Movies: Blade Runner 2049

This movie was really long and kind of slow, which I guess means it matched the style and pace of the first Blade Runner film. So . . . yay?

We had to watch Blade Runner in film school, of course, and go through the various permutations of it: different endings, voice over or no voice over, etc. I remember liking it, kind of, but at the same time I don't have any distinct memory of the film itself. Only a sense of it, a big darkness lit with flashing neon and the low murmur of Harrison Ford. What stands out most in my mind is Rutger Hauer, bright against the dark sky.

This movie didn't really have a bright spot like that for me, something to grasp, something that pinpoints and condenses the sprawl of the film into a single image or memory. Which is funny, since memories are central to the Blade Runner story in both movies.

So. Blade Runner 2049. Well, it's—wait for it—2049, and Ryan Gosling plays "K," a new model of replicant that obeys and is, er, safe to use? He's a blade runner, hunting down older models of replicants. Except then he stumbles on something that suggests a past replicant had a baby, which should be impossible, but . . . ::shrug::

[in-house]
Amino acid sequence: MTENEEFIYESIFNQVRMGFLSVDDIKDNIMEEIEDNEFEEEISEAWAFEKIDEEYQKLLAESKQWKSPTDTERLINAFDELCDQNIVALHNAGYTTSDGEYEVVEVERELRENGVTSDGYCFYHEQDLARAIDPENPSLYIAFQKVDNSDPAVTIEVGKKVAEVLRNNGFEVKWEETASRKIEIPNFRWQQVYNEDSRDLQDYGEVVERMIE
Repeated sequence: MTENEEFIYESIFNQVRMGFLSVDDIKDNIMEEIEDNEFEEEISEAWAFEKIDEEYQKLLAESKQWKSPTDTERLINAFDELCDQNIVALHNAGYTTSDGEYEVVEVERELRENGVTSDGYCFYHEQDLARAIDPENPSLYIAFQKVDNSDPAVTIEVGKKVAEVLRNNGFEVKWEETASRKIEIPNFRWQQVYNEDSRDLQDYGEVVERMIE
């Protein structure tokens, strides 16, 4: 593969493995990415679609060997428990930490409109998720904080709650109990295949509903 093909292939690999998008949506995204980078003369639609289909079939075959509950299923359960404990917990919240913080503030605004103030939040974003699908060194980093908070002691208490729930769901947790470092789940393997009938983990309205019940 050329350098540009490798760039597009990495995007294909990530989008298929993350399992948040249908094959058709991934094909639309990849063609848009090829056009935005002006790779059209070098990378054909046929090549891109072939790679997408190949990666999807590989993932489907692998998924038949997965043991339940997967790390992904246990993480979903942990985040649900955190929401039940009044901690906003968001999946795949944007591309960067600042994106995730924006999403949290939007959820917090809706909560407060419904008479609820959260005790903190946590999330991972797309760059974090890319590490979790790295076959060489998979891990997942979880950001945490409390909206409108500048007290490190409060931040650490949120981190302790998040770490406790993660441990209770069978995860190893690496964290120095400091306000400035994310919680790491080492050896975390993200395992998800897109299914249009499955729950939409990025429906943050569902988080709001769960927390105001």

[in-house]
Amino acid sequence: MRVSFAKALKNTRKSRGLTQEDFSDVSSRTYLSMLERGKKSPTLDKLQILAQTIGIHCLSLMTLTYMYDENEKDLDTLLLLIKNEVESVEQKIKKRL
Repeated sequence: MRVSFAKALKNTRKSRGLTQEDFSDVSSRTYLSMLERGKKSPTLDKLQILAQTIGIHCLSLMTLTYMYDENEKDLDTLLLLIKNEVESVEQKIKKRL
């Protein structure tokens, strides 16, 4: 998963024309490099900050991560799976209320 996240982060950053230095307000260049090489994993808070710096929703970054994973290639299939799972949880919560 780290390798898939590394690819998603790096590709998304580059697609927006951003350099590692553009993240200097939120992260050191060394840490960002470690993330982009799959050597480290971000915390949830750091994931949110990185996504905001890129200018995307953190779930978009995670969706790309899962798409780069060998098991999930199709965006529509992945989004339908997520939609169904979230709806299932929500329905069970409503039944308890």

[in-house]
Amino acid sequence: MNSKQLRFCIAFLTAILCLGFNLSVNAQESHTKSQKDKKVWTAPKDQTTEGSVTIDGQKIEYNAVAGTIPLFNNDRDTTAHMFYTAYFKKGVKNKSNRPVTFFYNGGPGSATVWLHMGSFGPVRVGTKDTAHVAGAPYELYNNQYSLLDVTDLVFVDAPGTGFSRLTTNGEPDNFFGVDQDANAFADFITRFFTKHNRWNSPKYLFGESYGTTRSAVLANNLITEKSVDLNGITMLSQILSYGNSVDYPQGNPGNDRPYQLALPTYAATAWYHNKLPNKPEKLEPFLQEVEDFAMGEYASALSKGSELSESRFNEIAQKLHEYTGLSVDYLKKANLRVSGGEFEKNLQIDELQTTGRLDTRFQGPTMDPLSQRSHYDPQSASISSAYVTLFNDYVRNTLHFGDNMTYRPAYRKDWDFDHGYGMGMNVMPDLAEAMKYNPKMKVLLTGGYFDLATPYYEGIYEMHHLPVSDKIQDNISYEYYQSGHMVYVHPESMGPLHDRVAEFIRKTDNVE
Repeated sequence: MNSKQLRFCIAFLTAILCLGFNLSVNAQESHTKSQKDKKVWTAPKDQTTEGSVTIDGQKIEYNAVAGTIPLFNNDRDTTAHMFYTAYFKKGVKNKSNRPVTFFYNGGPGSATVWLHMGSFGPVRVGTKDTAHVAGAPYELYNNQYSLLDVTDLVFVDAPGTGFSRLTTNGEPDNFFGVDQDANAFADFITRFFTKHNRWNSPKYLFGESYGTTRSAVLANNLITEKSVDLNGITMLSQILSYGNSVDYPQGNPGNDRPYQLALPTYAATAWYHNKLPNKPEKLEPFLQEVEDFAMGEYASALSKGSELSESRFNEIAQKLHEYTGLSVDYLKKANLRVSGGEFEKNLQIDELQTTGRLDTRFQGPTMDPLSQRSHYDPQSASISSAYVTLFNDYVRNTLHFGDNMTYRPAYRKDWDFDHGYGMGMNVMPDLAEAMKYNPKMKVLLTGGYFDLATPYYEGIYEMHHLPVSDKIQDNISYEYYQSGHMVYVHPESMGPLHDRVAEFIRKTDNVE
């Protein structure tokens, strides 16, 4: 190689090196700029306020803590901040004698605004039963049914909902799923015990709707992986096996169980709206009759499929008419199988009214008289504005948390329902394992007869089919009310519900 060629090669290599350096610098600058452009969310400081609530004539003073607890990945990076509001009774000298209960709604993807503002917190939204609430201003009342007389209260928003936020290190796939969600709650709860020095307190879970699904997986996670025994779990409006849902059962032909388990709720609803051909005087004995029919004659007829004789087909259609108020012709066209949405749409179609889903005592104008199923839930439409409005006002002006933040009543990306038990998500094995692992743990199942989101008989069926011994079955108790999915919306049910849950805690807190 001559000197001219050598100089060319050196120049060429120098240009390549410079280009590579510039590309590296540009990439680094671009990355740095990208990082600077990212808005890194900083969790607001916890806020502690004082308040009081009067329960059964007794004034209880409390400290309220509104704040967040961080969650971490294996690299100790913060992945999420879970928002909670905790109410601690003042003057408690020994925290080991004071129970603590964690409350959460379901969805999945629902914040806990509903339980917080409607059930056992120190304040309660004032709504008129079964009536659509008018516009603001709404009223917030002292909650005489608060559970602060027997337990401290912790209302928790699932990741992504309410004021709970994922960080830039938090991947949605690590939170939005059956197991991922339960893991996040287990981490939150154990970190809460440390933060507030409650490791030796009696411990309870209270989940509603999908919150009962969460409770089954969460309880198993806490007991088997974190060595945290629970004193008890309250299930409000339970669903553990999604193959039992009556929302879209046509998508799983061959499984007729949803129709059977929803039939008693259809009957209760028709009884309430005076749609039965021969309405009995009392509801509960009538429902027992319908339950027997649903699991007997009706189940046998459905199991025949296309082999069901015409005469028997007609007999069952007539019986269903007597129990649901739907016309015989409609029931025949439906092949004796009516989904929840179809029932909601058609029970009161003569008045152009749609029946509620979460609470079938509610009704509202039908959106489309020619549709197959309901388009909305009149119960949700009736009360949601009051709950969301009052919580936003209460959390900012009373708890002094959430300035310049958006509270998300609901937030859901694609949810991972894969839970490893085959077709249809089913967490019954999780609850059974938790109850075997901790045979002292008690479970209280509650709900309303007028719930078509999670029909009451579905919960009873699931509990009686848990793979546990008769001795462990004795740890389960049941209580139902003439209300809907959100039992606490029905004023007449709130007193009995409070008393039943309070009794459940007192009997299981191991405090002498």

The miraculous birth, a new kind of "religion" for replicants in hiding—the allegory is pretty distinctly drawn. And of course the head of LAPD (Robin Wright) plays Herod, demanding this replicant child—which by now would be grown—be found and killed before news can spread and start an uprising.

As expected, the movie draws viewers and the main character down a false path before taking a turn. But it takes ages to even get that far. Gah.

It's not a bad movie. The production quality is stellar. But there was a lot that could have been cut and tightened while still telling an effective story.

Still, it's a worthy companion to Blade Runner, which was also long and slow. So if that's what they were going for, they nailed it.

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